The medical director of the Ohio State Sleep Medicine Institute detailed the progress made within the sleep disorder field in recent years and where it can turn to next.
"One of our biggest challenges in the space is that either patients don’t respond well, or they’ll get some benefit, but they had these bad side effects that were unsustainable.”
A number of presentations at the 2021 SLEEP Virtual Annual Meeting, June 10-13, featured expanded efficacy and safety data on multiple treatments within the sleep disorders space, as well as those investigational agents currently making their way through the clinical pipeline. Asim Roy, MD, was among the investigators who assessed one such agent, FT218, an investigational, once-nightly sodium oxybate agent, in the pivotal phase 3 REST-ON study (NCT02720744).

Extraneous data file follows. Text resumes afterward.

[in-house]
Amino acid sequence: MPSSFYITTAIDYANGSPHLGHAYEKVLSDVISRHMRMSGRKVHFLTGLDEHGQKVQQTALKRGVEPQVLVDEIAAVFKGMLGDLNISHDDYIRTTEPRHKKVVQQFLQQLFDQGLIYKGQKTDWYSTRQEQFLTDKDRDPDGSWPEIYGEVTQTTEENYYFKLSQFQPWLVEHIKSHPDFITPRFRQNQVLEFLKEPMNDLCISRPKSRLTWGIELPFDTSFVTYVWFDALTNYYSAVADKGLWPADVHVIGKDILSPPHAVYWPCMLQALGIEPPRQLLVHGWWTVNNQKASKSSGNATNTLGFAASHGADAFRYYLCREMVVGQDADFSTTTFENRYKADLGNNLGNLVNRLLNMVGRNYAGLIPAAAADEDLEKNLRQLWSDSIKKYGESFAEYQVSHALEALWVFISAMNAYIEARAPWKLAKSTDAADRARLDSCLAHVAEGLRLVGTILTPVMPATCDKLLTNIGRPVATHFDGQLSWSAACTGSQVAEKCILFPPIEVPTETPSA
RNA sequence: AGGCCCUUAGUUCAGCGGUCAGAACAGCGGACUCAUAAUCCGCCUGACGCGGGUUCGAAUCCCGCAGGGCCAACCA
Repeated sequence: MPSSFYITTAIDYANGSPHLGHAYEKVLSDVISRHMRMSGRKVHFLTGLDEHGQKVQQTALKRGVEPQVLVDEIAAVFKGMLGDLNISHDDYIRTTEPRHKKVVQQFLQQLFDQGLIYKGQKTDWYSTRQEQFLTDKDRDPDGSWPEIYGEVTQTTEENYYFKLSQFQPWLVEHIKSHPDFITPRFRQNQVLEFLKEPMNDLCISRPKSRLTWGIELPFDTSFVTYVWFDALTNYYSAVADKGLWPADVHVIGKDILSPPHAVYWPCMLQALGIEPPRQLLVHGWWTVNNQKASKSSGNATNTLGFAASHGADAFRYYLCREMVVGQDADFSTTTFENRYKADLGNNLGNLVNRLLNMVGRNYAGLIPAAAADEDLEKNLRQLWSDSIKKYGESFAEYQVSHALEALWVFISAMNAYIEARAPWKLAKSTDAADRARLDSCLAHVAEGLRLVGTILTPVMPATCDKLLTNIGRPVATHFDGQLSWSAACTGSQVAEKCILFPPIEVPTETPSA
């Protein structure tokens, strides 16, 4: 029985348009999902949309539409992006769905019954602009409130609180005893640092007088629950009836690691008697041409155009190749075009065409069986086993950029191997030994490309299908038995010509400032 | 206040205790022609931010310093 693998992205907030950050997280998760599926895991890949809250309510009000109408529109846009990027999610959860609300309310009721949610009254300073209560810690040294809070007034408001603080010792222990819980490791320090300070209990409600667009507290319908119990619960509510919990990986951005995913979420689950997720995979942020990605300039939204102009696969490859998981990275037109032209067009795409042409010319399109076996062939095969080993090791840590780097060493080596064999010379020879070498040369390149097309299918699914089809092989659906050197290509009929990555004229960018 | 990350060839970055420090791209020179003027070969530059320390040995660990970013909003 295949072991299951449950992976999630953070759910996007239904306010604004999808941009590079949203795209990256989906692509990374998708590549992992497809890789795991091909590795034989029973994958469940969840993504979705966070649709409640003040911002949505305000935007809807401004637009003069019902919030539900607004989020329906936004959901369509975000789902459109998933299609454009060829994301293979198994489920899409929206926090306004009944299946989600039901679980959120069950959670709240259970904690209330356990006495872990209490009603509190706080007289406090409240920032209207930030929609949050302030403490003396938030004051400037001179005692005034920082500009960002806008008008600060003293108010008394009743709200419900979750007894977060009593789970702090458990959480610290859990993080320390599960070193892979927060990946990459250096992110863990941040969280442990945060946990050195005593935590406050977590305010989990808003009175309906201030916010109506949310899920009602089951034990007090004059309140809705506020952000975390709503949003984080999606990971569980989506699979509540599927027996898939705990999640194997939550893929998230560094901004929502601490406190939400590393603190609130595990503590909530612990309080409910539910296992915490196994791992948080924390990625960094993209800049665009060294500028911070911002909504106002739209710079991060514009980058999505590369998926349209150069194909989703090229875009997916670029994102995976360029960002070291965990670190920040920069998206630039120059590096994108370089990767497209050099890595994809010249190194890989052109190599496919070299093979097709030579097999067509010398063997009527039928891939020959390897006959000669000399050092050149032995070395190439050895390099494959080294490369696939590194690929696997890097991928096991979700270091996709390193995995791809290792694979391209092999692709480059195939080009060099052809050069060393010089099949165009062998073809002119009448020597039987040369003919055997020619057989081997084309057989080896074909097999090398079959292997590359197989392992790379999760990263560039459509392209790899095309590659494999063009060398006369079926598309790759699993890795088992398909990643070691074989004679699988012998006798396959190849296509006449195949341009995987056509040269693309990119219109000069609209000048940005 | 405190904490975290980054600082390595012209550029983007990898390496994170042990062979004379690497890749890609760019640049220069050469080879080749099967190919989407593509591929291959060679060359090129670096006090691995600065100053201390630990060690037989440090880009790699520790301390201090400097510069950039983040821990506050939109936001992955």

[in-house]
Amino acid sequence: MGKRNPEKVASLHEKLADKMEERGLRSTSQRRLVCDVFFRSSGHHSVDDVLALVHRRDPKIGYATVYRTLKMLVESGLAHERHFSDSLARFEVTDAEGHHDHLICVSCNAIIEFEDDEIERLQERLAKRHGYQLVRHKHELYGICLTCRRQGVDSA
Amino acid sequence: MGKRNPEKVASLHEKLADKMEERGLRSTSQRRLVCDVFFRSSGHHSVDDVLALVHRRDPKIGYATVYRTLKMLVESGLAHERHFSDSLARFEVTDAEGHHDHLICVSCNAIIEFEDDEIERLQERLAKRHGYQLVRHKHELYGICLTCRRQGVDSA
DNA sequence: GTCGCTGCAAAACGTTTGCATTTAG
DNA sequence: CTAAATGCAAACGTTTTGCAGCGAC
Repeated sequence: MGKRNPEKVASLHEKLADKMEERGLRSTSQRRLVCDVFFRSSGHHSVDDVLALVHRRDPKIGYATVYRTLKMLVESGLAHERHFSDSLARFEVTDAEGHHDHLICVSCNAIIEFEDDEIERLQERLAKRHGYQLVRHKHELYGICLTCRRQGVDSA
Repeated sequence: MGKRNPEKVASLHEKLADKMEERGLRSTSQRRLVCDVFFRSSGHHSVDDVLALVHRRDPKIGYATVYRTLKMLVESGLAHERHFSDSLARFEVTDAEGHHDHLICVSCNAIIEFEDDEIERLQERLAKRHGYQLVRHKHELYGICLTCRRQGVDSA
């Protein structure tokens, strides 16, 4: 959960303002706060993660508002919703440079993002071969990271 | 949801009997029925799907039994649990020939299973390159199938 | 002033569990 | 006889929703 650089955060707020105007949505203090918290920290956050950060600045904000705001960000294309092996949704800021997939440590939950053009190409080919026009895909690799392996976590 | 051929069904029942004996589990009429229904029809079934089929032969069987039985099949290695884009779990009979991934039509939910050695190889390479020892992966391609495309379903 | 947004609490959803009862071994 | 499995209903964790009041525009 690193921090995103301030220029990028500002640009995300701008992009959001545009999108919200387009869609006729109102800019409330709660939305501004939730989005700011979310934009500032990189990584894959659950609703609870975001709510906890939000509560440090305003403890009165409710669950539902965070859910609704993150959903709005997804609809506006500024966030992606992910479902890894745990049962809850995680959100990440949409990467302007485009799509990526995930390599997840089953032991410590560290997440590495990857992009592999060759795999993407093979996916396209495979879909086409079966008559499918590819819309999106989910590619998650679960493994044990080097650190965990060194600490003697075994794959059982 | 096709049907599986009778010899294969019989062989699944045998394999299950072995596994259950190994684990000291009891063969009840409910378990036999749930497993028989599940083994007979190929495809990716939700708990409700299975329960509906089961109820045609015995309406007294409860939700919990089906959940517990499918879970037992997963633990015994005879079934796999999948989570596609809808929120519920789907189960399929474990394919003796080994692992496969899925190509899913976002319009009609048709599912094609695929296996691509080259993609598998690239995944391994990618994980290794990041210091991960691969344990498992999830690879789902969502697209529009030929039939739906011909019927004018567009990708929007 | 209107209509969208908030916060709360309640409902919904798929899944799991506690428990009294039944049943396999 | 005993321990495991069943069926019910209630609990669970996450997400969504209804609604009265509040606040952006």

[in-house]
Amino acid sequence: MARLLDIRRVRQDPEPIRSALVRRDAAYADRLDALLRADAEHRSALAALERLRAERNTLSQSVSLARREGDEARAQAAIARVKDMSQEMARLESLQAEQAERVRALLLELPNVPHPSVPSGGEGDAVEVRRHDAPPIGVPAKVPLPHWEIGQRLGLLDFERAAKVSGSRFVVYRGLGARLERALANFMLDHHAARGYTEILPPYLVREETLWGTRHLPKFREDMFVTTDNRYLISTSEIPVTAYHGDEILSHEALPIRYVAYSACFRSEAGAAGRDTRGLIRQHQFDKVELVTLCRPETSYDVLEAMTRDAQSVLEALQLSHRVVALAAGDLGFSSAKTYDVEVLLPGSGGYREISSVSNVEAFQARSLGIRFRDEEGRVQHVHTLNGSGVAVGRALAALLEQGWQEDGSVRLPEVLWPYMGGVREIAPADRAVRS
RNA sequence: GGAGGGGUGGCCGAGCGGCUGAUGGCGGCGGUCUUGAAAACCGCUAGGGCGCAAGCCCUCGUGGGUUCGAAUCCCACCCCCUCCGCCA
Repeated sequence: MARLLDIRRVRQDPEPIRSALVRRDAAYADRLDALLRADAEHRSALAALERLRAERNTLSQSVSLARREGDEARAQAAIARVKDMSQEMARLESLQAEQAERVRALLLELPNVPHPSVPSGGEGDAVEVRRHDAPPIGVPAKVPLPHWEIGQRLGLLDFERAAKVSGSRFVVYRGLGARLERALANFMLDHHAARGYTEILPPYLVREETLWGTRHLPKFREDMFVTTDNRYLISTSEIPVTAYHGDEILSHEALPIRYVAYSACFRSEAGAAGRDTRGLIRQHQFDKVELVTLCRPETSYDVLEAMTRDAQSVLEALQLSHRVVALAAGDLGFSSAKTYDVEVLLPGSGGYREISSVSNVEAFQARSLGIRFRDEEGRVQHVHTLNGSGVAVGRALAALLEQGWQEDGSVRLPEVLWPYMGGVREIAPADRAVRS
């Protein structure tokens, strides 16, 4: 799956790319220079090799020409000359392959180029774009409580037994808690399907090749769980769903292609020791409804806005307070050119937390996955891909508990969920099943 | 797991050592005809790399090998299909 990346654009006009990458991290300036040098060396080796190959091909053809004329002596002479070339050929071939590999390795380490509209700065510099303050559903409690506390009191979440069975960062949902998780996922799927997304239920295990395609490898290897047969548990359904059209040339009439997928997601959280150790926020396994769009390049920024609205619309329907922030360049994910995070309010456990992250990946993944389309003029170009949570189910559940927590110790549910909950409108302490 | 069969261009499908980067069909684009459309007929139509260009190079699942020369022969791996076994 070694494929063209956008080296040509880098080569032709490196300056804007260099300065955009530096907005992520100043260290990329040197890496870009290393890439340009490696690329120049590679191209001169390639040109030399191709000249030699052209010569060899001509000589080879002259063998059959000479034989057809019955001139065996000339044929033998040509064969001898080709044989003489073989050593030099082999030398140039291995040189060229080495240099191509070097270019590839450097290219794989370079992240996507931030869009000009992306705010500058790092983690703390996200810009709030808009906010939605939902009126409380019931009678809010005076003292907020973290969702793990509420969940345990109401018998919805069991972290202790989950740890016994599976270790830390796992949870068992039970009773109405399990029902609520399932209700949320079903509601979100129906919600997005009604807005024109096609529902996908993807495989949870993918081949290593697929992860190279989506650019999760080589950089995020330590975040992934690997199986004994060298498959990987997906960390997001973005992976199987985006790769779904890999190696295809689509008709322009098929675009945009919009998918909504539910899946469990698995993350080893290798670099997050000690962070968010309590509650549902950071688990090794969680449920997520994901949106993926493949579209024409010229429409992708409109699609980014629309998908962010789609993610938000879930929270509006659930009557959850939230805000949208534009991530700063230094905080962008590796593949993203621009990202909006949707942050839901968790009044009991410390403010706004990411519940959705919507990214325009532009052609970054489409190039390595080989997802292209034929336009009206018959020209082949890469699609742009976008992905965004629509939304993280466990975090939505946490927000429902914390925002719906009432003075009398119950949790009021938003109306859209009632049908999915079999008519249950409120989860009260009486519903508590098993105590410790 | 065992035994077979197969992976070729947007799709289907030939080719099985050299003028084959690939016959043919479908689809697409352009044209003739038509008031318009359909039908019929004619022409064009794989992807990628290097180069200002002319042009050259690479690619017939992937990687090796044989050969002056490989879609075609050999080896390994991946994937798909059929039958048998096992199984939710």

Data showed that the drug reduced sleep latency across narcolepsy subtypes and produced greater decreases in weight and body mass index than placebo. Roy, medical director, Ohio State Sleep Medicine Institute, feels as though there has been noticeable strides within the sleep disorders space in recent years, mainly powered by the expanding options of these sodium oxybate agents.
In an interview with NeurologyLive, Roy discussed the growing momentum within the sleep disorder treatment community, provided insight on potential future research, and detailed the challenges that remain with treating these patients.